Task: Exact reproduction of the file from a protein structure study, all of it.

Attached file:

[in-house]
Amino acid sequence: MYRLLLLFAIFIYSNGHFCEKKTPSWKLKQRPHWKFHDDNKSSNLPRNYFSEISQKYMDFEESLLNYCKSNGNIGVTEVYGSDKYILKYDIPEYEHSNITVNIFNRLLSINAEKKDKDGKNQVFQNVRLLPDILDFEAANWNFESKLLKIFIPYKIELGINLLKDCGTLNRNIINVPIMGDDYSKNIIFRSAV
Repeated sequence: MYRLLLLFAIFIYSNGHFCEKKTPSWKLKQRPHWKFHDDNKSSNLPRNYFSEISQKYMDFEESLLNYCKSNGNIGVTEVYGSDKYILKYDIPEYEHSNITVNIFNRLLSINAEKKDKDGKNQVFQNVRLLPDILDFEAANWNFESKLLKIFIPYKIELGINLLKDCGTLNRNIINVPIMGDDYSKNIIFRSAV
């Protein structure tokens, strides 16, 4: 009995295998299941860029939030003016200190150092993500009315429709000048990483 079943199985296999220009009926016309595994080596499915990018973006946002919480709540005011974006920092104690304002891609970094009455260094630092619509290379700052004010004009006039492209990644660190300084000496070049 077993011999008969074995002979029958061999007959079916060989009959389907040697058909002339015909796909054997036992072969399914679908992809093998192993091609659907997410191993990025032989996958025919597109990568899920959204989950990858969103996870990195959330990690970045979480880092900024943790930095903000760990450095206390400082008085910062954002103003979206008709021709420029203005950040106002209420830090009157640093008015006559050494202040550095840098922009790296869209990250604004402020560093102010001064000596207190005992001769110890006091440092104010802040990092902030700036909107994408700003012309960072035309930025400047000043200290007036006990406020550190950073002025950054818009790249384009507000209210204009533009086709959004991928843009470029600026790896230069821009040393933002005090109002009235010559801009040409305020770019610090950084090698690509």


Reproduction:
[in-house]
Amino acid sequence: MYRLLLLFAIFIYSNGHFCEKKTPSWKLKQRPHWKFHDDNKSSNLPRNYFSEISQKYMDFEESLLNYCKSNGNIGVTEVYGSDKYILKYDIPEYEHSNITVNIFNRLLSINAEKKDKDGKNQVFQNVRLLPDILDFEAANWNFESKLLKIFIPYKIELGINLLKDCGTLNRNIINVPIMGDDYSKNIIFRSAV
Repeated sequence: MYRLLLLFAIFIYSNGHFCEKKTPSWKLKQRPHWKFHDDNKSSNLPRNYFSEISQKYMDFEESLLNYCKSNGNIGVTEVYGSDKYILKYDIPEYEHSNITVNIFNRLLSINAEKKDKDGKNQVFQNVRLLPDILDFEAANWNFESKLLKIFIPYKIELGINLLKDCGTLNRNIINVPIMGDDYSKNIIFRSAV
């Protein structure tokens, strides 16, 4: 009995295998299941860029939030003016200190150092993500009315429709000048990483 079943199985296999220009009926016309595994080596499915990018973006946002919480709540005011974006920092104690304002891609970094009455260094630092619509290379700052004010004009006039492209990644660190300084000496070049 077993011999008969074995002979029958061999007959079916060989009959389907040697058909002339015909796909054997036992072969399914679908992809093998192993091609659907997410191993990025032989996958025919597109990568899920959204989950990858969103996870990195959330990690970045979480880092900024943790930095903000760990450095206390400082008085910062954002103003979206008709021709420029203005950040106002209420830090009157640093008015006559050494202040550095840098922009790296869209990250604004402020560093102010001064000596207190005992001769110890006091440092104010802040990092902030700036909107994408700003012309960072035309930025400047000043200290007036006990406020550190950073002025950054818009790249384009507000209210204009533009086709959004991928843009470029600026790896230069821009040393933002005090109002009235010559801009040409305020770019610090950084090698690509």